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Google's Jeff Cox

Google Pledges to Open Bazel Build System Up Further

Google is looking to grow the community of users for its open-source Bazel build system by improving the openness of the project.

Google is continuing to invest in the open-source Bazel build system, to make it easier for developers to build code for deployment.

At the recent BazelCon virtual event, Jeff Cox (pictured), engineering director at Google, outlined the past, present and future direction for Bazel, which has its roots in Google's Blaze build system that is only available for internal use within Google. Google first decided to open source Bazel in 2014, with an initial code release in 2015, Cox said. The most recent release came out on Nov. 10 with the general availability of Bazel 4.0.

Google uses an approach commonly referred to as a monorepo, which is a single code repository for all of its code, according to Cox. Google also builds all of its applications from source code and does not use checked-in binary code.

"So rather than having long-lived feature branches, all developers are continuously vetting their code and checking it in," he said. "In this environment, everybody should be able to edit, build and test just about everything, and the result in our view is improved productivity across the business."

Google in recent years has been increasingly open sourcing code projects such as TensorFlow, which is a popular machine learning technology. However, those open-source projects cannot use Blaze, since it's for internal use at Google only. So there was a need to have an open-source build system.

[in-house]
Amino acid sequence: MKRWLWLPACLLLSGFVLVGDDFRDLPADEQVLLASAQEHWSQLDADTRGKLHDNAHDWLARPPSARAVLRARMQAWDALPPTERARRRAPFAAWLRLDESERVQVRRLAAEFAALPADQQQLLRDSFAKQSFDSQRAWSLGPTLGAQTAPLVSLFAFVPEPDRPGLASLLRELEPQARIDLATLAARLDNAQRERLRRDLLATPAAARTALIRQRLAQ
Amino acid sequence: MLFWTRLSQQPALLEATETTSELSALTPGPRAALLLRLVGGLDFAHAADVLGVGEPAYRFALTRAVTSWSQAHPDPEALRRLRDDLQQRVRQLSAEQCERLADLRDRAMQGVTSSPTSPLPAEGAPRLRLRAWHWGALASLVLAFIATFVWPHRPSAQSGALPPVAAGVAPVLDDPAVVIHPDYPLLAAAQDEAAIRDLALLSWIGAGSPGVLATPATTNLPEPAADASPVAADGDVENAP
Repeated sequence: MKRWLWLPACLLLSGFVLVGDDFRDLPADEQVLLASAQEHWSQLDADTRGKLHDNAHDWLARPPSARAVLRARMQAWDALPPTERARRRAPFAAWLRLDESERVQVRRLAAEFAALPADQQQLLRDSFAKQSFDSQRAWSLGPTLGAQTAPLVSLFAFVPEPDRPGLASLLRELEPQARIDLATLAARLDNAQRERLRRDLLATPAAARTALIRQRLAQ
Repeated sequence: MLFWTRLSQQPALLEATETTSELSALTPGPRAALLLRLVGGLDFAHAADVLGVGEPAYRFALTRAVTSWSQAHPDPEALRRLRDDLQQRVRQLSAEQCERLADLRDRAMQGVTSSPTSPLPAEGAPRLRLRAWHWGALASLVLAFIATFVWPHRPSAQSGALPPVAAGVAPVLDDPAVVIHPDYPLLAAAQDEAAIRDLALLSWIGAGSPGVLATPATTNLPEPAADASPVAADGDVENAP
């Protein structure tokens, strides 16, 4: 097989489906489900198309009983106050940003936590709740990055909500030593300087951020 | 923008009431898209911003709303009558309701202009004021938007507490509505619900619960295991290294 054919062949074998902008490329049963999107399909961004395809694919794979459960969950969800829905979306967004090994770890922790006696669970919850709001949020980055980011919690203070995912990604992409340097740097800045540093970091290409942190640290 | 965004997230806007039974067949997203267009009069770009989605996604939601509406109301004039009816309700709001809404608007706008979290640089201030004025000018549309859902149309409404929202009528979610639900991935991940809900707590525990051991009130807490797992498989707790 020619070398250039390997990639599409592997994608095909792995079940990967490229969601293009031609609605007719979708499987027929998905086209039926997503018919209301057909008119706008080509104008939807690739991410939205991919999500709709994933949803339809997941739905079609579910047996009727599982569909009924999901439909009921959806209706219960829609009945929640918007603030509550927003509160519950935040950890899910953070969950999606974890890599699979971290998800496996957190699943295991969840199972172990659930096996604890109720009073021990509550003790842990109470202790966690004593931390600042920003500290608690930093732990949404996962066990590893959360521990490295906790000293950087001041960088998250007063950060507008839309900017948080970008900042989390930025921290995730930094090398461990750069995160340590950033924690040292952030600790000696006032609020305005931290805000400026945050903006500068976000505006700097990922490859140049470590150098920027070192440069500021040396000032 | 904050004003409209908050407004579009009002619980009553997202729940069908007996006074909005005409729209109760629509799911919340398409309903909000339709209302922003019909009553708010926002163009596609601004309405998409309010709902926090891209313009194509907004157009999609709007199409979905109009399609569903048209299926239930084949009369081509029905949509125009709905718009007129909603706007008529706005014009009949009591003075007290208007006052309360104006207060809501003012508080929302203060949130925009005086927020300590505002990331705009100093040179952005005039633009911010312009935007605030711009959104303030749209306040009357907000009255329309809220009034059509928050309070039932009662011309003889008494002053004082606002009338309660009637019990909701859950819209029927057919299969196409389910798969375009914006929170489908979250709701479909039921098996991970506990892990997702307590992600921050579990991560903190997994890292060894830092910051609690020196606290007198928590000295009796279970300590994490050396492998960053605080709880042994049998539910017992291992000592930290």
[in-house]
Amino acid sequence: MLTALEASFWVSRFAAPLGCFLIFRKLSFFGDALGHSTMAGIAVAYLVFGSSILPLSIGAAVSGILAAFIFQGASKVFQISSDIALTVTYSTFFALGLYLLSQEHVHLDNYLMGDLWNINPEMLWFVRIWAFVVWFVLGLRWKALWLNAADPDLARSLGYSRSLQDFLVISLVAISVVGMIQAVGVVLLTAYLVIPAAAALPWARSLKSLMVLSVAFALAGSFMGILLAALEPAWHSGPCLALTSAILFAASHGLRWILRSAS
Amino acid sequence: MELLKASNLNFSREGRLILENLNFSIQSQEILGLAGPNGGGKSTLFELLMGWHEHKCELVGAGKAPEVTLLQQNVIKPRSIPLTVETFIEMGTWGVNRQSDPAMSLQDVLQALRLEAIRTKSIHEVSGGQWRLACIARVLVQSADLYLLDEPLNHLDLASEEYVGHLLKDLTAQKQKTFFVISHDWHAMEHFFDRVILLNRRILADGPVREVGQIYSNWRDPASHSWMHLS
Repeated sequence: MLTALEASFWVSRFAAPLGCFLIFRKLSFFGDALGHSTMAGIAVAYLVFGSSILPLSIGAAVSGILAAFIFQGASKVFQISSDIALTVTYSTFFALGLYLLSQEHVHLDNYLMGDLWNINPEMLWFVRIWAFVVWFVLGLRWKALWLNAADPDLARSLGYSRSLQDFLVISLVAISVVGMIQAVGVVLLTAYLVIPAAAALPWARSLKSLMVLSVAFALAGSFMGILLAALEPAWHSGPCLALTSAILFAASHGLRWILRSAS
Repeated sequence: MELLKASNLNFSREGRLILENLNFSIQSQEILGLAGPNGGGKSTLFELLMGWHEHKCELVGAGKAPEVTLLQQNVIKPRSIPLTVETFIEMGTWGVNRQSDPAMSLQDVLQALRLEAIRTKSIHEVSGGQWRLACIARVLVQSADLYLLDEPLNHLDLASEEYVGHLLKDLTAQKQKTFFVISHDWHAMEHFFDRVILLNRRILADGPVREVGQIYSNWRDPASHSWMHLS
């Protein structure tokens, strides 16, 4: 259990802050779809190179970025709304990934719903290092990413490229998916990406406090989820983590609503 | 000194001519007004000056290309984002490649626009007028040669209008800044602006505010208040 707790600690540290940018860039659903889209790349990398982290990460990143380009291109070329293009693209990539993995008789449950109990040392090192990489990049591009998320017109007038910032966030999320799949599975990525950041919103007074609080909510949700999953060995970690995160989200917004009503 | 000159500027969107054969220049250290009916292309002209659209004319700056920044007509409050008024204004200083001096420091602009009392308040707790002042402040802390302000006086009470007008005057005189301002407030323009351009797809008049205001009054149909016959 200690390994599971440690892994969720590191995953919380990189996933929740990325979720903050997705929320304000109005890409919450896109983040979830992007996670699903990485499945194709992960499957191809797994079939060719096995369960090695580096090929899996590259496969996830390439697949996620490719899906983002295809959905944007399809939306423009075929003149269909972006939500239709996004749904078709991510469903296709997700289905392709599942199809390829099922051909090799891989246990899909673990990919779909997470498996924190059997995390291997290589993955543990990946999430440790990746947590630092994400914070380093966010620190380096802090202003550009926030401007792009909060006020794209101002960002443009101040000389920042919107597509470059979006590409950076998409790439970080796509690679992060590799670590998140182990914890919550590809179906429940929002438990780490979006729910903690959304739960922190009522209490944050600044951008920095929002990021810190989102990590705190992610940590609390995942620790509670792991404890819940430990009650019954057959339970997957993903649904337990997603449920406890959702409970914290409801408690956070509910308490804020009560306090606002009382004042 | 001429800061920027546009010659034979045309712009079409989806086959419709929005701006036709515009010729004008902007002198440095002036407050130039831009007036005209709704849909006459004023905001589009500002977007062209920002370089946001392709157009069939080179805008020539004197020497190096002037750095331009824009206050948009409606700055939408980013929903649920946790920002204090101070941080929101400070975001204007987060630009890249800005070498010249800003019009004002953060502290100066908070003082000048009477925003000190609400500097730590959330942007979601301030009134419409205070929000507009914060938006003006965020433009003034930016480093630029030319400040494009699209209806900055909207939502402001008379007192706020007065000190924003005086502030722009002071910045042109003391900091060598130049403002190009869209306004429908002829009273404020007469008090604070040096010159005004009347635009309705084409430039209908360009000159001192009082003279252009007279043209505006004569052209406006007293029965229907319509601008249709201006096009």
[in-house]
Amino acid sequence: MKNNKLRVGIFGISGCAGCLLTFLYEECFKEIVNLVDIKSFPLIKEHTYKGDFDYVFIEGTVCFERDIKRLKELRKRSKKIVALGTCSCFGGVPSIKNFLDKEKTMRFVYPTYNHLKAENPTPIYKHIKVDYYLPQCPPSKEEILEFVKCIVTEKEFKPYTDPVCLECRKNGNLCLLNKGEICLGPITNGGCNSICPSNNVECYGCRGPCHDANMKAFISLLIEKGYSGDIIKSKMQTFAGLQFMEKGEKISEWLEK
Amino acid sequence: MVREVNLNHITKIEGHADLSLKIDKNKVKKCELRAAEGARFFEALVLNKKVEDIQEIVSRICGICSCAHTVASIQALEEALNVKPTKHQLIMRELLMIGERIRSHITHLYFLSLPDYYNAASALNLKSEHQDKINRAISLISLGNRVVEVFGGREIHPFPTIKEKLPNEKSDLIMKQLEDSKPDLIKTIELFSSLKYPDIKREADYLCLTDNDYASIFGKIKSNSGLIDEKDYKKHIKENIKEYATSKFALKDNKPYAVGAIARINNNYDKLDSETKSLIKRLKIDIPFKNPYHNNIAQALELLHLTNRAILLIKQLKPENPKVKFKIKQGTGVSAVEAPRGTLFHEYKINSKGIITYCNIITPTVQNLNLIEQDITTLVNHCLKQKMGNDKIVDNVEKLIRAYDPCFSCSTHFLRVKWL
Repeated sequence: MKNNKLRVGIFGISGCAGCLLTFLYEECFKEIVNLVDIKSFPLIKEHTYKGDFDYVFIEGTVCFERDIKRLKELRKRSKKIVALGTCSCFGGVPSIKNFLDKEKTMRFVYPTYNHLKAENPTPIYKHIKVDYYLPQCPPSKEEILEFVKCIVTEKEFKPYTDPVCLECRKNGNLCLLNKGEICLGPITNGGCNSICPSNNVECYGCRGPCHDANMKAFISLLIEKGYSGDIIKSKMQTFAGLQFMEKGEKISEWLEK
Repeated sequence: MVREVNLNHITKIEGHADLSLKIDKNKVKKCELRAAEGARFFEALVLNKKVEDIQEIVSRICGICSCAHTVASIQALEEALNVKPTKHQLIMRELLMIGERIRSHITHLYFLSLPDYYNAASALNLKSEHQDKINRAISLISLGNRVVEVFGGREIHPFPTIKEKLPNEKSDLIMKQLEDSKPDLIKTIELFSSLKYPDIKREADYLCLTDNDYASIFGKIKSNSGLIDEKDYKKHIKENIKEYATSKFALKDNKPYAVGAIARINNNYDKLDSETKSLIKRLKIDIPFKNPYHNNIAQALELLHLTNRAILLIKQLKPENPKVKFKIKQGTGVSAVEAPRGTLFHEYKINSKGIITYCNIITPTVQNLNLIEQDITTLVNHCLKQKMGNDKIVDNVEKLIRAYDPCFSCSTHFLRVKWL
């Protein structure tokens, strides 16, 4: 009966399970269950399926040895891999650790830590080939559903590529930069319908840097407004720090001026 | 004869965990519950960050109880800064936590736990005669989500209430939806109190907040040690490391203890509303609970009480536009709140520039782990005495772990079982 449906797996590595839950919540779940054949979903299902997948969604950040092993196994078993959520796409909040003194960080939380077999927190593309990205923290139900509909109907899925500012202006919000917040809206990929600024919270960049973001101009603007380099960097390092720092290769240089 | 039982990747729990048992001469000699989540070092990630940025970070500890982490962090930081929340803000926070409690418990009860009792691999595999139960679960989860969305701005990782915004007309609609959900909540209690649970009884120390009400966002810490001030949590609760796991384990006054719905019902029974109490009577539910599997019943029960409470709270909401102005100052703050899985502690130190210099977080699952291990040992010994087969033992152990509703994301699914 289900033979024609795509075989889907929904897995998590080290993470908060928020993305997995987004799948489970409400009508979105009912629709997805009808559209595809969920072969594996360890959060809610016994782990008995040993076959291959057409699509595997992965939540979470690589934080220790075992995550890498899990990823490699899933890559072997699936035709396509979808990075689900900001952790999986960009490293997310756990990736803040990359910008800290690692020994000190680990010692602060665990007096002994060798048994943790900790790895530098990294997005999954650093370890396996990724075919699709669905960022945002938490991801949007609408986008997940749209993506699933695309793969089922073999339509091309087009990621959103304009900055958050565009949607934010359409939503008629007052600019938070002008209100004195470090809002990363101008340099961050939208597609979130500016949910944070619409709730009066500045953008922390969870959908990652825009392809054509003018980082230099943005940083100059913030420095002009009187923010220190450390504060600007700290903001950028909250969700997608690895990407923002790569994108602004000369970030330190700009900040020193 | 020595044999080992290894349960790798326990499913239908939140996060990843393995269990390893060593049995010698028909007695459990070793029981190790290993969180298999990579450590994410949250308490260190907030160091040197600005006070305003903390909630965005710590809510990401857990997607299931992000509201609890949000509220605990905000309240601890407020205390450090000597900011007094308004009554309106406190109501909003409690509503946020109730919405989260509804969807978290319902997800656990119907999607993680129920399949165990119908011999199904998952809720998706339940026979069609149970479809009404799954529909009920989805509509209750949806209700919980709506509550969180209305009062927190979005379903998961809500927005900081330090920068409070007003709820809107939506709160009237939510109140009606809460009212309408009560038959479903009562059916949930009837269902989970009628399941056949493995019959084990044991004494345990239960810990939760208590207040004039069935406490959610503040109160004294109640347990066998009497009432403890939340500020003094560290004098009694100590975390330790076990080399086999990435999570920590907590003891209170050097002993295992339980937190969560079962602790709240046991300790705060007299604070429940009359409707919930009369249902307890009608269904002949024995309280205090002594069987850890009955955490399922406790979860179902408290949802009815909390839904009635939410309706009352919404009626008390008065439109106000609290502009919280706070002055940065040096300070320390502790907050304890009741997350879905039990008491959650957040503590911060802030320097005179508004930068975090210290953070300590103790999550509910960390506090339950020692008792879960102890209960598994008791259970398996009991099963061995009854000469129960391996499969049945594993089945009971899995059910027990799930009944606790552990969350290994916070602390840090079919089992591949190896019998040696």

"Externalizing Blaze as Bazel allows our build stack to be used by open-source projects and by third-party contributors," Cox said. "Another important point is by externalizing Blaze as Bazel, we're validating in the market the value of our tool."

Cox noted that inside Google, developers don't really have a choice for a build tool and they generally have to use Blaze. With the Bazel build system and its external audience, developers will choose to use or not use the tool if it fits requirements. Bazel is not a fork of Blaze; rather, the two build systems continue to co-evolve and share the large majority of their implementation, he said.

"Today, Bazel is used by a growing number of open-source projects by enterprises that really depend on Bazel for the success of their business, just as Google does," Cox said.

Bazel in 2020 and Beyond

The core vision of Bazel is to enable any software developer to efficiently build, test and package any project of any size or complexity with tooling that's easy to adopt and extend, according to Cox. To that end, over the course of 2020, the Bazel build system has benefited from improved performance as well as more openness, though Cox admitted there is still work to do.

"As the project has grown and more and more users use it, we've accumulated a backlog of pull requests and GitHub issues," Cox said. "This is something that we really want to do a better job in addressing next year. Similarly, we have to acknowledge that our roadmap has not been as up-to-date and real as we would have liked, so it has been harder for our external community to know where Bazel is headed."

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